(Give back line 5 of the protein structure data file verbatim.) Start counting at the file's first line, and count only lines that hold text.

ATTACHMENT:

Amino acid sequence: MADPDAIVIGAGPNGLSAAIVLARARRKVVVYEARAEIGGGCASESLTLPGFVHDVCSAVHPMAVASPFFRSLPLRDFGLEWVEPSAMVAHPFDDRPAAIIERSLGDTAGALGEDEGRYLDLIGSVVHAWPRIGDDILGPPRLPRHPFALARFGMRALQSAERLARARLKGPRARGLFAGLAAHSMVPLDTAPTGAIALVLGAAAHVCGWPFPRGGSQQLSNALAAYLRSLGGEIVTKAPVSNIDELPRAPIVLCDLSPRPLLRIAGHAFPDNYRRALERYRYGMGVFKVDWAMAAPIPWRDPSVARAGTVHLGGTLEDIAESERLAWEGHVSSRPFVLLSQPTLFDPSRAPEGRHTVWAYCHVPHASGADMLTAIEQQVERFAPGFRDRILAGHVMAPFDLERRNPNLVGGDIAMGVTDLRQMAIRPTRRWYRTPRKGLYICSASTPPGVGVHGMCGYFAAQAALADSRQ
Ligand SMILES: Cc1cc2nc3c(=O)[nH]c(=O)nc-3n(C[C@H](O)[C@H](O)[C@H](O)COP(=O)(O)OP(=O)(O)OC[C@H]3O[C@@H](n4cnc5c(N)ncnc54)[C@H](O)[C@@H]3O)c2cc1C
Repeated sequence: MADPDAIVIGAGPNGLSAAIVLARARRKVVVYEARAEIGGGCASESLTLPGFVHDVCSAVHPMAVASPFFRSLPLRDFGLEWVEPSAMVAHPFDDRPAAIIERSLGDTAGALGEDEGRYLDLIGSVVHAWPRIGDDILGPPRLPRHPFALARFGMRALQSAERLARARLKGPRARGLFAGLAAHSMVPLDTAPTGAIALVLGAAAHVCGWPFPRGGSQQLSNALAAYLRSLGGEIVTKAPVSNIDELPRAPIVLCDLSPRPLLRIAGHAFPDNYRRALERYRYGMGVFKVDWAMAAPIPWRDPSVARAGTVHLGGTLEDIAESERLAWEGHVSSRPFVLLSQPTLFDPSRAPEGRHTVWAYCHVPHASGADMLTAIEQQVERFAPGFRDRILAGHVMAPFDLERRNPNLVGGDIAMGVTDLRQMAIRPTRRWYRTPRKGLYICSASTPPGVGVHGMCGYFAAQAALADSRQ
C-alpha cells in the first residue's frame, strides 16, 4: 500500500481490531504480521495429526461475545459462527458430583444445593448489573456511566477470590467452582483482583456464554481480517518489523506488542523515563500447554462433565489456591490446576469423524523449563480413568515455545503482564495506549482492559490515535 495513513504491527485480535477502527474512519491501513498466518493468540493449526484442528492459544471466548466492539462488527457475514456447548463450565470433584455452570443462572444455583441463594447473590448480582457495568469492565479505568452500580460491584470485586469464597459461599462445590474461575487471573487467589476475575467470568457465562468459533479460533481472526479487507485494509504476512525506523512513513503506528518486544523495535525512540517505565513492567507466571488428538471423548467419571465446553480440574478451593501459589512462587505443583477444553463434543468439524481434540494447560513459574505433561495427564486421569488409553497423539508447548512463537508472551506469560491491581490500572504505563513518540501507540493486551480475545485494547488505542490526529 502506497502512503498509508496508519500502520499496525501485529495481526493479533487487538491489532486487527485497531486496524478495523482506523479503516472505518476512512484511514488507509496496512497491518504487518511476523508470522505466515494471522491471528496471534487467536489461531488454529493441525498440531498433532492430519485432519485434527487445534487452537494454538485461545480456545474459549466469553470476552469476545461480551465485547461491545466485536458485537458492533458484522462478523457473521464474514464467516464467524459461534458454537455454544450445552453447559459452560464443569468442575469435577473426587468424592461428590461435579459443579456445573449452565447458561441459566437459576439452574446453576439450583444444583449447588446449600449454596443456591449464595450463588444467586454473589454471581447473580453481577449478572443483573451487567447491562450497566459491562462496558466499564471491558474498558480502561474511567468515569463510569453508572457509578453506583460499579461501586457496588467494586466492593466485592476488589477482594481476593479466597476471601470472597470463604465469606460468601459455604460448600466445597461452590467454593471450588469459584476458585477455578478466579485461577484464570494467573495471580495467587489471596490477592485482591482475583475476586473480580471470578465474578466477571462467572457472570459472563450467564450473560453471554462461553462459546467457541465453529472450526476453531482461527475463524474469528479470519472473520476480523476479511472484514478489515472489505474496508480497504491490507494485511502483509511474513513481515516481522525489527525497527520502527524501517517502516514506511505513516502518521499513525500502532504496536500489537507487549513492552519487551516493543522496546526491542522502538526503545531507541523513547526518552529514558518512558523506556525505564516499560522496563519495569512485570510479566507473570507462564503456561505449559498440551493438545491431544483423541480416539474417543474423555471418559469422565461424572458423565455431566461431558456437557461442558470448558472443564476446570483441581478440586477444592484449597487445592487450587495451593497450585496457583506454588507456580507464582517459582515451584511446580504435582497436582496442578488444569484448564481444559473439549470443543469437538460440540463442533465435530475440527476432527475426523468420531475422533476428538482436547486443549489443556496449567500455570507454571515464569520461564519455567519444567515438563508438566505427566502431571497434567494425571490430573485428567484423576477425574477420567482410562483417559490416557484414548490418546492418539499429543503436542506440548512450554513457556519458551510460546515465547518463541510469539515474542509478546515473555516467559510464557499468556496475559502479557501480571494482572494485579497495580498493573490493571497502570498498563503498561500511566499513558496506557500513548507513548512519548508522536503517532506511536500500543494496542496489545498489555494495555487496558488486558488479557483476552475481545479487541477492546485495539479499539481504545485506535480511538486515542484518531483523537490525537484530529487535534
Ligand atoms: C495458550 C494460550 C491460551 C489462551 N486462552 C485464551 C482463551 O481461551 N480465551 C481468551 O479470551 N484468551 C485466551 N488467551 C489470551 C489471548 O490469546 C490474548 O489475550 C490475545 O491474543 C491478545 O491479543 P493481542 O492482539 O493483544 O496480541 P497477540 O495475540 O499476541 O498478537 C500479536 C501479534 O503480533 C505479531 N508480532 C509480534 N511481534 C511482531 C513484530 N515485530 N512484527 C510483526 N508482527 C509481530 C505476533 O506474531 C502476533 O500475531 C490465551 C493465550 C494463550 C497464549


Ligand atoms: C495458550 C494460550 C491460551 C489462551 N486462552 C485464551 C482463551 O481461551 N480465551 C481468551 O479470551 N484468551 C485466551 N488467551 C489470551 C489471548 O490469546 C490474548 O489475550 C490475545 O491474543 C491478545 O491479543 P493481542 O492482539 O493483544 O496480541 P497477540 O495475540 O499476541 O498478537 C500479536 C501479534 O503480533 C505479531 N508480532 C509480534 N511481534 C511482531 C513484530 N515485530 N512484527 C510483526 N508482527 C509481530 C505476533 O506474531 C502476533 O500475531 C490465551 C493465550 C494463550 C497464549